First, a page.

Sunday, February 10, 2019

Vintage Valentines

Valentines from the early 20th century are a visual feast. Some are cleverly engineered with children or cherubs standing in front of free-standing arbors or entire gardens of too-large flowers. Others hearken back to the style of the mid-19th century. You could buy these confections ready-made in stores. Armies of women assembled the layers of colorful cards, intricate paper lace and carefully positioned scraps, working in what started out as cottage industries. It was one of the few ways a woman could earn some money. I think of the hands that, long ago, touched the lace and brushed the glue on the little embellishments. Sleekness and minimalism may be more modern but do frilly, lacy valentines ever go out of style?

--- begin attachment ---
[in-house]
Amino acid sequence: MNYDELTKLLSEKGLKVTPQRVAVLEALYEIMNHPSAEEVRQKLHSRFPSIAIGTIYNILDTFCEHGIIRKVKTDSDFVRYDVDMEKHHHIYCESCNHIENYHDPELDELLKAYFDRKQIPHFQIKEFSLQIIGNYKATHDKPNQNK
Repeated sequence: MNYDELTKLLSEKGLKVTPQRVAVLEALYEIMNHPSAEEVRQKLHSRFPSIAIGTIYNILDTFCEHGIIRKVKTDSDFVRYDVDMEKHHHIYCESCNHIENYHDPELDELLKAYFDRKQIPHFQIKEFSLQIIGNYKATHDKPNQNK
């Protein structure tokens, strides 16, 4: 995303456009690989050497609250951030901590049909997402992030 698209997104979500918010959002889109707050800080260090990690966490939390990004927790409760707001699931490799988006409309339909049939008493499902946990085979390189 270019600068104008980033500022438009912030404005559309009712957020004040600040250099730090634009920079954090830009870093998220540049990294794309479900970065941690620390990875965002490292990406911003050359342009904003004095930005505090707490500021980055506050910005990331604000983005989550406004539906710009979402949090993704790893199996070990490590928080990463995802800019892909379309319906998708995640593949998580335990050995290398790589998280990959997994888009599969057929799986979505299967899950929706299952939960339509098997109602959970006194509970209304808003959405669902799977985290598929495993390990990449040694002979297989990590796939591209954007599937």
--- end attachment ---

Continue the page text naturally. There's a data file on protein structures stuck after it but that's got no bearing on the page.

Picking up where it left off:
Sunday, February 3, 2019

HUD Building, West Facade

Wander just a block or two off the tourist-populated National Mall and you will find yourself in the Washington DC of the government worker. On a weekend (or during a government shutdown) it can be a lonely, almost unfriendly place. One of the unfriendliest may be the Department of Housing and Urban Development. Designed by Marcel Breuer and completed in 1968, it's an example of what is known as Brutalist architecture. The curving facade was the first federal building made from pre-cast concrete. While it is undoubtably dramatic, it has never been a people-friendly structure. The plaza was redesigned in the 1990s to include curved seating areas with canopies like hovering spaceships. The canopies were supposed to be in bright colors but this was just too much individuality for the government decision-makers. Now the plaza must depend on human beings to add color and, yes, humanity, to the design.